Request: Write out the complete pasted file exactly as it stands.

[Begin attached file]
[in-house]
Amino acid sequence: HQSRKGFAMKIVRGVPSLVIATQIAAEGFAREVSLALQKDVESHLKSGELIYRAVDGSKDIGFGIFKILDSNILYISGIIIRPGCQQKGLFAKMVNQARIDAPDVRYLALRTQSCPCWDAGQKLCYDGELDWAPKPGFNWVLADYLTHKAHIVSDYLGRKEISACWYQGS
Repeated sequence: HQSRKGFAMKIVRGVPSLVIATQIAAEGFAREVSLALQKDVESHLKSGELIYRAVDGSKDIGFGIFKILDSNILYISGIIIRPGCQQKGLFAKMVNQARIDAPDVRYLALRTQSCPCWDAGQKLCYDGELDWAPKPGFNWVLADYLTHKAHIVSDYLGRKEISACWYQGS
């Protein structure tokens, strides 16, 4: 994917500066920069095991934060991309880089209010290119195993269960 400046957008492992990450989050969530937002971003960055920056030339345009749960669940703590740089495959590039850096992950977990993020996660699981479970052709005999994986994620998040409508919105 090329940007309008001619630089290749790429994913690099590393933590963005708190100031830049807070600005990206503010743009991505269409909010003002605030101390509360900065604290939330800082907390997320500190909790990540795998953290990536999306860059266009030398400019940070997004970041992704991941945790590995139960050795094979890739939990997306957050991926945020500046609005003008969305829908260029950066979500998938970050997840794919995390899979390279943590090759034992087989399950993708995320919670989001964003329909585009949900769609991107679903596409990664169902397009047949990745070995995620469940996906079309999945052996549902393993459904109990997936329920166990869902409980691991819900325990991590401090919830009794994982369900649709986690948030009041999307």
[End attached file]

[in-house]
Amino acid sequence: HQSRKGFAMKIVRGVPSLVIATQIAAEGFAREVSLALQKDVESHLKSGELIYRAVDGSKDIGFGIFKILDSNILYISGIIIRPGCQQKGLFAKMVNQARIDAPDVRYLALRTQSCPCWDAGQKLCYDGELDWAPKPGFNWVLADYLTHKAHIVSDYLGRKEISACWYQGS
Repeated sequence: HQSRKGFAMKIVRGVPSLVIATQIAAEGFAREVSLALQKDVESHLKSGELIYRAVDGSKDIGFGIFKILDSNILYISGIIIRPGCQQKGLFAKMVNQARIDAPDVRYLALRTQSCPCWDAGQKLCYDGELDWAPKPGFNWVLADYLTHKAHIVSDYLGRKEISACWYQGS
């Protein structure tokens, strides 16, 4: 994917500066920069095991934060991309880089209010290119195993269960 400046957008492992990450989050969530937002971003960055920056030339345009749960669940703590740089495959590039850096992950977990993020996660699981479970052709005999994986994620998040409508919105 090329940007309008001619630089290749790429994913690099590393933590963005708190100031830049807070600005990206503010743009991505269409909010003002605030101390509360900065604290939330800082907390997320500190909790990540795998953290990536999306860059266009030398400019940070997004970041992704991941945790590995139960050795094979890739939990997306957050991926945020500046609005003008969305829908260029950066979500998938970050997840794919995390899979390279943590090759034992087989399950993708995320919670989001964003329909585009949900769609991107679903596409990664169902397009047949990745070995995620469940996906079309999945052996549902393993459904109990997936329920166990869902409980691991819900325990991590401090919830009794994982369900649709986690948030009041999307």